How has COVID affected you as a small business?
It’s been hard. I had to close my shop and at the time I wasn’t online at all, so it all just stopped for months. But I was lucky in that I didn’t have staff at the time, it was just me running everything, so I didn’t have the pressure of overhead costs which I know a lot of other businesses had. I had months of just deciding what I was going to do, and eventually decided on an e-commerce fashion business. I took the time to figure out how I was going to do that and do loads of research. Lockdown was hard in terms of having to stop, but it did give me space to adapt and get a team together to work with me on the business, which I hadn’t had a chance to do before. So it was kind of a blessing in disguise.
What was the process of starting your business like? Did you always plan to do a fusion of community work and fashion, or did one come before the other?
After graduating I took a year out to work within the community, so I’d totally given up my practice at that point to do what I thought was important. After that year I really wanted to get back into my creative practice, but I only wanted to do that in a way that would help people. My first idea was to make and sell stuff on Etsy and give the money I made to people, but I wanted to make a more longstanding plan. The business came from the idea of using creative practice to help people. I decided the best way to do that would be to have a business where I’d be able to employ people, so it all kind of developed from there.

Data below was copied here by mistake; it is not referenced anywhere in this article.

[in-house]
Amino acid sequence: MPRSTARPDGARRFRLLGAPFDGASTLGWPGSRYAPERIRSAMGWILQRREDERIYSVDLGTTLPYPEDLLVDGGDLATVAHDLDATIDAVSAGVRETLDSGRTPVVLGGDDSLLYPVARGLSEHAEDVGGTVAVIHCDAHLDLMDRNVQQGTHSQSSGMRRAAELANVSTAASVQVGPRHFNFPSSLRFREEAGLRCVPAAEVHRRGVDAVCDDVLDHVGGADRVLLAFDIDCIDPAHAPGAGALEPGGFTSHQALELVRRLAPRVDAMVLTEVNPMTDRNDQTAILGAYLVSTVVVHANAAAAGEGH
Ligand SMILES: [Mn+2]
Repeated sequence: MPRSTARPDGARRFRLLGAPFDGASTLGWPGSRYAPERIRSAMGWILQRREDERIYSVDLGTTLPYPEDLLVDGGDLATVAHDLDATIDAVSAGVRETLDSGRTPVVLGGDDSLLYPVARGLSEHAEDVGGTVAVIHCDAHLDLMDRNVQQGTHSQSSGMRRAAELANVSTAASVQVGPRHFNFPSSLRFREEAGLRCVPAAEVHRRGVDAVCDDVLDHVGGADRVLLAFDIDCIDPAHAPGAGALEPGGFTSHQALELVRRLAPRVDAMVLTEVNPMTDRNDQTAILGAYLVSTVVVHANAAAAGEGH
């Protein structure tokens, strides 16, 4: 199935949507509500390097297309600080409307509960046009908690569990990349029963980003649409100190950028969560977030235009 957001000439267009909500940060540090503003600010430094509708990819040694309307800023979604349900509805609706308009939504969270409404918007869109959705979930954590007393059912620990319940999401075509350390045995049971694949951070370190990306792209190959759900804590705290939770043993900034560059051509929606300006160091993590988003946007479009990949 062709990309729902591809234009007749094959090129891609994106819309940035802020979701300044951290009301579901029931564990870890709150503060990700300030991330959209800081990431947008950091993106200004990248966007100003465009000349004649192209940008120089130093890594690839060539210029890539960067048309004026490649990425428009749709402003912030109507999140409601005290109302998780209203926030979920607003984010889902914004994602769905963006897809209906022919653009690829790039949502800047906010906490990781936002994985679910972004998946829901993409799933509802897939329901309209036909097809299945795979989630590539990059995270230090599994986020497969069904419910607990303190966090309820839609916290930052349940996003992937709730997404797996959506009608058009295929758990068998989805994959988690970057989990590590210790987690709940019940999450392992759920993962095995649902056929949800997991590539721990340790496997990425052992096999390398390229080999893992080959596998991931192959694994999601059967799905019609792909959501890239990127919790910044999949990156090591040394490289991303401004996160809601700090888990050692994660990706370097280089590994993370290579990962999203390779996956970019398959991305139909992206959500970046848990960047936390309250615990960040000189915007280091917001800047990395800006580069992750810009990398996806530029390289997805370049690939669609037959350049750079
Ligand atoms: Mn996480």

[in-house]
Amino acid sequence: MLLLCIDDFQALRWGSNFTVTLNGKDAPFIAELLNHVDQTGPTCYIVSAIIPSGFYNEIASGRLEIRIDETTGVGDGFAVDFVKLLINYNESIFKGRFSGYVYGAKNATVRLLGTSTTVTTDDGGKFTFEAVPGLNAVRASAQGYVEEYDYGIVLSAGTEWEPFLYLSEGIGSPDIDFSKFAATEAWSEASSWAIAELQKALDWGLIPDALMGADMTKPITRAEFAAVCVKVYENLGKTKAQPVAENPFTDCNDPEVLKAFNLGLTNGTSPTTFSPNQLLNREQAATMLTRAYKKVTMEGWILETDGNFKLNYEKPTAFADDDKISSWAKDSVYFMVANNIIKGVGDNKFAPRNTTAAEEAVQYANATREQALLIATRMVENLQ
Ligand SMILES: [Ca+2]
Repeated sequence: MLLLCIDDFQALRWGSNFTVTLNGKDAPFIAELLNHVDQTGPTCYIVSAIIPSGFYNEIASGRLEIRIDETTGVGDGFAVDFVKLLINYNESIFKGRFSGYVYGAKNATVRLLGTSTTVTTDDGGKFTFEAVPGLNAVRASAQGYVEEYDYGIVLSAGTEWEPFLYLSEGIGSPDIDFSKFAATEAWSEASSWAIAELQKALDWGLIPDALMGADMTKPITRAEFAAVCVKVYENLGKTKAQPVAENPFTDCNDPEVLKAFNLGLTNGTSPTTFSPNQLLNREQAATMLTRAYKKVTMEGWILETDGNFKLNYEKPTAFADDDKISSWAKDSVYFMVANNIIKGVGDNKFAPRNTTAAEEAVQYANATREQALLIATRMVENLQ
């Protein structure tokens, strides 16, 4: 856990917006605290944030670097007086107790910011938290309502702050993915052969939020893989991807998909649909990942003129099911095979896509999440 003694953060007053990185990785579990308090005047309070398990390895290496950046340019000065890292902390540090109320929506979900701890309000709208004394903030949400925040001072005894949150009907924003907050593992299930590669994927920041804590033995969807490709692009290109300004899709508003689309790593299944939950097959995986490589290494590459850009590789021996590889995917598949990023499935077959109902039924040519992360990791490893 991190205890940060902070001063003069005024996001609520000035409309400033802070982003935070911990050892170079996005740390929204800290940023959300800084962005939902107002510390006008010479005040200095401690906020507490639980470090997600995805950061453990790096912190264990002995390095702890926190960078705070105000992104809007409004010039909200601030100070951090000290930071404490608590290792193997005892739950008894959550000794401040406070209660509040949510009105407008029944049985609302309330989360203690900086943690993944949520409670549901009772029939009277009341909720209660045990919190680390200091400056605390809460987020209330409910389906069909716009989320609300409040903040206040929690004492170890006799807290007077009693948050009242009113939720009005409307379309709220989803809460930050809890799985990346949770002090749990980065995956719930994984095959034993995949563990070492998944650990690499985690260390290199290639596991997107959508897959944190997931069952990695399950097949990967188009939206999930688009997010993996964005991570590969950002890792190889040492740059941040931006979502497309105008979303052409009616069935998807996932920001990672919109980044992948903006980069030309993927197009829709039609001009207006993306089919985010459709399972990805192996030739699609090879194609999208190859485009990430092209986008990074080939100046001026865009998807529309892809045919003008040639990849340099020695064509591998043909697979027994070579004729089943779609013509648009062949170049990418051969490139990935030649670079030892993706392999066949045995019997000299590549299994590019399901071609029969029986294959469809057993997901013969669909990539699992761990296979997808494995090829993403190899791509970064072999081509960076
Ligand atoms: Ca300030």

On the other side of ethical practices, I know Bukky Baldwin is a lot about being sustainable and good to the environment as well as people. Can you tell me a bit more about that?
That’s another result of having a lot of time over lockdown to research, to really try and track down manufacturers who would take small orders and find out where materials were coming from and where they were made. That was a whole process of calling loads of people. Finally, I was able to find a manufacturer who made the fabric in Manchester, out of recycled materials and get all the printing and everything done in Manchester, which I’m really happy about. Because, even though my main priority is to help people, I feel like as a fashion business today you really have to think about the impact of what you are doing. I think it would be a contradiction to have a goal of helping people while damaging the planet.
I noticed that you make all your clothes to measure, is that another way of reducing waste?
Yeah, I wanted to make sure that we catered to every size and that our clothing fits people well. That way they are more likely to wear and love their pieces. I’m trying to re-do fashion business properly, by thinking about people first.
What’s your vision of the future for Bukky Baldwin?
The first dream is to make it out of this pandemic! And then, to be sustainable economically because it is a challenge to make enough money to cover costs. I just want to make enough so that we can keep hiring people who really struggle with employment and then, as we grow, help more and more people get jobs and help better their opportunities. My dream to have a Manchester mill somewhere, filled with people who come from difficult circumstances or face challenges and just give them a new chance to have a job that they enjoy, in a place that they feel valid and feel safe. That’s the whole ethos of the business. And also, to be an affordable and good option to other high street fashion options out there. That would be the dream.
Check out Bukky Baldwin’s Christmas shop for some unique gifts this year!